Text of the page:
• There are many acceptable options for siting wind and solar power plants, including wind farms out at sea (where costs are coming down), and solar plants on factory roofs and in association with roads and railways. There is also great potential for importing solar power from southern Europe and beyond, and wind power from Ireland or continental Europe.
  • In addition, renewables, with conservation of energy:
    • Provide more flexibility than nuclear power;
    • Provide diversity in energy supplies;
    • Are largely free of the several problems with nuclear power (bit.ly/1bScDSg), including the significant risk of nuclear disaster and the still-unsolved problem of what to do with long-lived nuclear waste.

    Evidence in support of these points is in the web page “Opportunity cost” (bit.ly/KisjOT).

    Existing subsidies for nuclear power, all of which would be available for the Hinkley Point project, are described in “Nuclear Subsidies” (PDF, bit.ly/1bSgGhx). One of the largest of these is the cap on liabilities for nuclear disasters.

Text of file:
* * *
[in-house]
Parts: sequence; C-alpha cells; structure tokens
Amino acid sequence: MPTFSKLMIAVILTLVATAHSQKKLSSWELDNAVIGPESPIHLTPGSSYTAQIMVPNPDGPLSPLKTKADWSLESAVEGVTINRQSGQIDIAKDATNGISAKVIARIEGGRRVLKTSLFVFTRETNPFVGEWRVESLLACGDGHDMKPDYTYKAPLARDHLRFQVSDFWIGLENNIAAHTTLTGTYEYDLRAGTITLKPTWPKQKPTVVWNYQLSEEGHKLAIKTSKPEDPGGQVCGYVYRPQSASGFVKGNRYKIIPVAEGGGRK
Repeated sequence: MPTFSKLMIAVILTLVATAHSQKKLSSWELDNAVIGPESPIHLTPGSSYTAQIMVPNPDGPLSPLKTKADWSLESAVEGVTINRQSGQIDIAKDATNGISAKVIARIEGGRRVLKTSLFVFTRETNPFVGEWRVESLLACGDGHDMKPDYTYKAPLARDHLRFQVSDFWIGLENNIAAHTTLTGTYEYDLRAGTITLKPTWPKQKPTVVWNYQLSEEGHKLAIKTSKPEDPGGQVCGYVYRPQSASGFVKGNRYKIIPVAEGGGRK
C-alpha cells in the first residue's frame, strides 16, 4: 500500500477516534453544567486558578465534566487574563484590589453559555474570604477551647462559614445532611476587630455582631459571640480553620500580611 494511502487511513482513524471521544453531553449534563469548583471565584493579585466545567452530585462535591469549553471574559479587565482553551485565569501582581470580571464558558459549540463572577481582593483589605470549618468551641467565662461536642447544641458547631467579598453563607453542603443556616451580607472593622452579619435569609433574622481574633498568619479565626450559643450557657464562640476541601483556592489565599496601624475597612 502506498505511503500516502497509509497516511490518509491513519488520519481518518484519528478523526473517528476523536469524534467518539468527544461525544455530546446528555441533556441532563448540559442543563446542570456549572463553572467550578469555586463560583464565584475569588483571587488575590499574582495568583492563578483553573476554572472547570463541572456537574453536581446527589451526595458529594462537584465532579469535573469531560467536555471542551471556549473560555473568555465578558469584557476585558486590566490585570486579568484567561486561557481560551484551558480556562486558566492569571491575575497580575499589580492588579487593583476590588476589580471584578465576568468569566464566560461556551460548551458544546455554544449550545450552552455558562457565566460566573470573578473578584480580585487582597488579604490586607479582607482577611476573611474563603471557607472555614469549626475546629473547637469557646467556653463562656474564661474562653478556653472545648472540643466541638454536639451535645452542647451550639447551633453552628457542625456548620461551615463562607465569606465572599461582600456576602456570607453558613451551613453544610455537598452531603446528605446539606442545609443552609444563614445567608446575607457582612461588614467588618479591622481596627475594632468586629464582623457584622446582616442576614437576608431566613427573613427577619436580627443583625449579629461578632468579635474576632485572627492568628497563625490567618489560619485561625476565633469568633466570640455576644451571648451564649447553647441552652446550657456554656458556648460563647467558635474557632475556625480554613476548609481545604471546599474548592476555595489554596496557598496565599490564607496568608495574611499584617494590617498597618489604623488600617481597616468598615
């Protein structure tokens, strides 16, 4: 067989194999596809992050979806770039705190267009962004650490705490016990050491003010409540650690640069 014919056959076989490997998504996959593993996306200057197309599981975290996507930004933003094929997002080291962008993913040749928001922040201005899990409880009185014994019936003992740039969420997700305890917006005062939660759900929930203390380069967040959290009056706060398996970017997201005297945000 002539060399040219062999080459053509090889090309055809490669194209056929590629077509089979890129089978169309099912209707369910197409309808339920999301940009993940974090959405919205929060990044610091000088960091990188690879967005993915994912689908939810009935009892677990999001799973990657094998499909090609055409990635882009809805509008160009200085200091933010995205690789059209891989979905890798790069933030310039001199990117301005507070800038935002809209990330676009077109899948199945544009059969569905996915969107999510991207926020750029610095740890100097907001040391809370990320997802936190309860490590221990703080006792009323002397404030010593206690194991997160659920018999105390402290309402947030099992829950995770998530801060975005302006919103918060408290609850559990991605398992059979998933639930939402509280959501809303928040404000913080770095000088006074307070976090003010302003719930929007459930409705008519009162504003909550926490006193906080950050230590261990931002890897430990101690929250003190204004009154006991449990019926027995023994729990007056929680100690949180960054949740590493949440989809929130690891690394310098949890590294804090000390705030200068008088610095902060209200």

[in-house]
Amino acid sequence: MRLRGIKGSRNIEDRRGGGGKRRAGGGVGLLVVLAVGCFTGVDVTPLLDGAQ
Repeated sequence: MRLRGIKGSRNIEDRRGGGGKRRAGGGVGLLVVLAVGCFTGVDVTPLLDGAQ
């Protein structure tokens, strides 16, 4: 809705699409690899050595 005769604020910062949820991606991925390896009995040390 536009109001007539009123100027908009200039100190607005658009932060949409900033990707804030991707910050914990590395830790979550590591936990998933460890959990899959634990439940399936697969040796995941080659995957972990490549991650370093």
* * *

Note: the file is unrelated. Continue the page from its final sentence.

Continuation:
Proposed new subsidies are chiefly the “contracts for difference” and government guarantees against the financial risks of building new nuclear plants. (see also “Subsidies for nuclear power in the UK government’s proposals for electricity market reform,” PDF, bit.ly/1de3BTE).

    Subsidies for nuclear power have the effect of diverting resources away from technologies which are cheaper than nuclear power and altogether more effective as a means of meeting our energy needs and cutting emissions.

    In terms of competition within the EU, state aid for nuclear power in the UK is entirely at odds with the coming single market for electricity in the EU and with the principle that there should be free movement of goods and services throughout the region. It is bad for the development, throughout Europe, of the good, effective alternatives – renewables with conservation of energy – which are ready to go, cheaper than nuclear power, and very much quicker to build.